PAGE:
Feeds

Apple: third-party iOS dev tools OK after all

Runtimes allowed back into Steve's garden

Build a business case: developing custom apps

Apple has said is to allow software developers to create iPhone and iPad apps using tools it does not directly sanction.

"We are relaxing all restrictions on the development tools used to create iOS apps," the company said in a statement released this afternoon, "as long as the resulting apps do not download any code.

"This should give developers the flexibility they want, while preserving the security we need," it added.

The move follows Steve Jobs' ruling from on high that iOS apps may only be created using Objective C, C or C++ and compiled against documented APIs.

That limit was put in place to stop developers creating apps in, say, Adobe Flash, and then using tools like Adobe's Flash Professional CS5 to recompile them into an iOS friendly format or package them up with an iOS-compatible runtime engine.

The anti-Adobe stance was a result of the very public fight the two companies had earlier this year over whether Apple should allow Flash onto iDevices, and a broader debate on the extent to which Apple should control the software development and release process.

Today's about face will allow developers working in Flash - and God knows there are a lot of them - to create apps for the iPhone without having to worry about porting them manually. It will also allow games publishers to churn out 'classic' titles that, under the hood, run on an emulator.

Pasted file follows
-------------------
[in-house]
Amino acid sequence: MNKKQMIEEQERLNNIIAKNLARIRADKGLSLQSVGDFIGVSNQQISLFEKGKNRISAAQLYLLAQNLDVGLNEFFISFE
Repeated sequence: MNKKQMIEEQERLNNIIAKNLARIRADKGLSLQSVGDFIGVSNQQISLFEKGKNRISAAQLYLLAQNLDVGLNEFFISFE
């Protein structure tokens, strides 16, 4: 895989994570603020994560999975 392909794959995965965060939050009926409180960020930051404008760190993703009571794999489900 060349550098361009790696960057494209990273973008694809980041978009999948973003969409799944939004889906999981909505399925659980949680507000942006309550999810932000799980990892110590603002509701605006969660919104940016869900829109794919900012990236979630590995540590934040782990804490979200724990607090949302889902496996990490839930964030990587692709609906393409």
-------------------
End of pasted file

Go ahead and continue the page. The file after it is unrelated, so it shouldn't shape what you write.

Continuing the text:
Their apps will still have to go through Apple's review process if they're to be made available through iTunes to the vast majority of iDevice owners - and then face a host of commenters only too willing to point out with the Store apps that are slow, buggy or both.

The 'no downloading code' rule, meanwhile, will prevent the appearance of iOS apps that are themselves online stores, keeping the sale process in Apple's hands. It's not ceding that much control... ®

The essential guide to IT transformation

More from The Register

next story
So, Apple won't sell cheap kit? Prepare the iOS garden wall WRECKING BALL
It can throw the low cost race if it looks to the cloud
End of buttons? Apple looks to patent animating iPhone sidewalls
Filing suggests handset with display strips
One step closer to ROBOT BUTLERS: Dyson flashes vid of VACUUM SUCKER bot
Latest cleaner available for world+dog in September
Samsung Gear S: Quick, LAUNCH IT – before Apple straps on iWatch
Full specs for wrist-mounted device here ... but who'll buy it?
Apple promises to lift Curse of the Drained iPhone 5 Battery
Have you tried turning it off and...? Never mind, here's a replacement
Now that's FIRE WIRE: HP recalls 6 MILLION burn-risk laptop cables
Right in the middle of Burning Mains Man week
Apple's iWatch? They cannae do it ... they don't have the POWER
Analyst predicts fanbois will have to wait until next year
Tim Cook in Applerexia fears: New MacBook THINNER THAN EVER
'Supply chain sources' give up the goss on new iLappy
Reg man looks through a Glass, darkly: Google's toy ploy or killer tech specs?
Tip: Put the shades on and you'll look less of a spanner
prev story

Whitepapers

Top 10 endpoint backup mistakes
Avoid the ten endpoint backup mistakes to ensure that your critical corporate data is protected and end user productivity is improved.
Implementing global e-invoicing with guaranteed legal certainty
Explaining the role local tax compliance plays in successful supply chain management and e-business and how leading global brands are addressing this.
Backing up distributed data
Eliminating the redundant use of bandwidth and storage capacity and application consolidation in the modern data center.
The essential guide to IT transformation
ServiceNow discusses three IT transformations that can help CIOs automate IT services to transform IT and the enterprise
Next gen security for virtualised datacentres
Legacy security solutions are inefficient due to the architectural differences between physical and virtual environments.